"Of course it won't, Mrs. Shelfer. You are quite right, my good friend. I won't hear of it for a moment. Why Mr. Shelfer was drunk. I know it by the way he held his pipe. Quite 'drunk and incapable,' you know. And he will be so sorry, and he'll never do it again. And he did not mean to be drunk at all, but the frost was very hard, and the cold got into his head. I am sure it would into mine, if I had stayed much longer; and he didn't understand brandy-balls, as we do at College—you could not expect it, you know."

The pure good faith of this last was too much for me. I laughed outright, having no husband concerned in it. As for the dry little woman, she actually cried. I had never seen a tear in her quick, shy eyes before, though the feather-bed nearly brought them, and so did the death of the elder Sandy, the squirrel. She turned away. She was always ashamed of emotion.

"Bless your innocent heart, Miss Idols, if you don't marry a king! Not one of us is good enough to tie your shoes as you talked of, you are that simple and good of heart."

Is there any goodness more touching to a veteran than a soft young nature's disbelief in evil? But for bitter experience, I might have been sweet as Isola. Thank God, that in spite of all vinegar, the ailment is still infectious. Isola could not make it all out.

"To-morrow morning, Miss Valence," began Mrs. Shelfer again, "to-morrow morning, after I have wigged him well all night, and then given him a good breakfast, he'll come and beg your pardon like a child, and be ashamed to look any higher than your flounces; and I know you'll forgive him."

"Mrs. Shelfer, I have forgiven him long ago. I cannot bear enmity against such people"—these last three words had better been away—"for such little wrongs. And I owe you a great deal for all your kindness to me. The only question is, whether self-respect and prudence allow me to stay here. I will leave the decision to Miss Isola. Young as she is, and innocent and confiding, she cannot be wrong on a question of delicacy. As for prudence, she knows more of London than I do."

Hereon I sat down with a womanly air. But I could hardly help laughing when the senior sophist jumped up, proud to deliver judgment. To look taller, she shook her flounces down, threw back her plump white shoulders—her bonnet and cloak were off—drew her rich flowing hair down the pearly curve of her ears and, scarcely satisfied yet, thought of mounting a stool, then took her foot off the too convictive bema. After all these anabolisms, she began with much solemnity. She was thinking of the College, and her father in the rostrum.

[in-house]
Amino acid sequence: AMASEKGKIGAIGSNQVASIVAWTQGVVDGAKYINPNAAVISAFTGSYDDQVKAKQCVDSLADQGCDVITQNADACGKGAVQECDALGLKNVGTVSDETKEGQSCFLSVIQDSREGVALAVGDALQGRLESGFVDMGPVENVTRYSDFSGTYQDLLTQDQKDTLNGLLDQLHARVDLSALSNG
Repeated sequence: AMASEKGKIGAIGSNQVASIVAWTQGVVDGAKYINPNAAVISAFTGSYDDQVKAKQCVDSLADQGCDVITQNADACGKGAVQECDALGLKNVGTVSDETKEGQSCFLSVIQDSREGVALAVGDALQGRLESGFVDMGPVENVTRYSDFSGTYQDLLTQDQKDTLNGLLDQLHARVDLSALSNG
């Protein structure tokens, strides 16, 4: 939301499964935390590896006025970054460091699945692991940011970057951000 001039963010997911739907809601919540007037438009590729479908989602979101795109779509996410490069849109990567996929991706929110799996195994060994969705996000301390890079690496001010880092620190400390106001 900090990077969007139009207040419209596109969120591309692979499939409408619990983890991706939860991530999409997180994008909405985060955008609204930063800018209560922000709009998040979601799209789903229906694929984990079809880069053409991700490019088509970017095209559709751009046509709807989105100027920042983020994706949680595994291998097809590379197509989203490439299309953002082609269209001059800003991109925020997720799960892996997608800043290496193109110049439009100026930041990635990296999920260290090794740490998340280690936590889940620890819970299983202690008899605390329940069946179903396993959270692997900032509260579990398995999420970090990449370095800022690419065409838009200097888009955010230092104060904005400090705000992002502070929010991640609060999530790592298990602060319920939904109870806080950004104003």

"Miss Valence and Mrs. Shelfer, since you have honoured my weak judgment by appointing me umpire, and as I am led to believe without any right of appeal, I will do my utmost to be discreet and impartial. In the first place I award that Miss Valence remain in this house, forget and forgive her wrongs. In the second place I recommend (in such a matter I will not presume to command) that till Mr. Shelfer has made a humble apology and promised faithfully never to be intoxicated again, however cold the weather is, Mrs. Shelfer shall not permit him to have a single kiss, nor a single bit of hot dinner. Now I have delivered my decree."

"Lor, Miss Idols, you are too soft for the Old Bailey. He never kiss me, unless it is when he knows I have got some money. But he do like a good hot dinner. Right enough there, my good friend."

So this knotty point was settled; and Giudice, who was very loth to leave me, escorted Miss Idols home, Before going, he made another solemn deposit of his great jowl in my hand, and looked at me with an air so tutelary and encouraging, that I could not help laughing; at which he felt hurt, but condoned it. Isola told me that when he was put in charge of her, he felt the responsibility so strongly that he would not stir from her side, not even to speak to the most colloquially gifted dog; though at other times he would stay gossiping near a lamp-post for five minutes together. One evening when he was thus commissioned, a rude fellow pushed between them, and said something to Isola. Giudice had him down in an instant, and stood over him, like a tawny thundercloud, with growlings so fearful and such flashing eyes, that two policemen felt it wiser not to act as conductors. Idols herself was obliged, at the entreaty of her prostrate foe, to coax the great dog off; but when the ungrateful man got up, he insisted on giving Giudice into charge, and having him dragged to the Station. "Very good, Sir," said the policeman, "we'll enter the charge when you bring him there; let him go, Miss, for the Gent to collar him." The "Gent" was away in no time, and Giudice and his mistress walked off amid loud hurrahs from all the boys of the neighbourhood.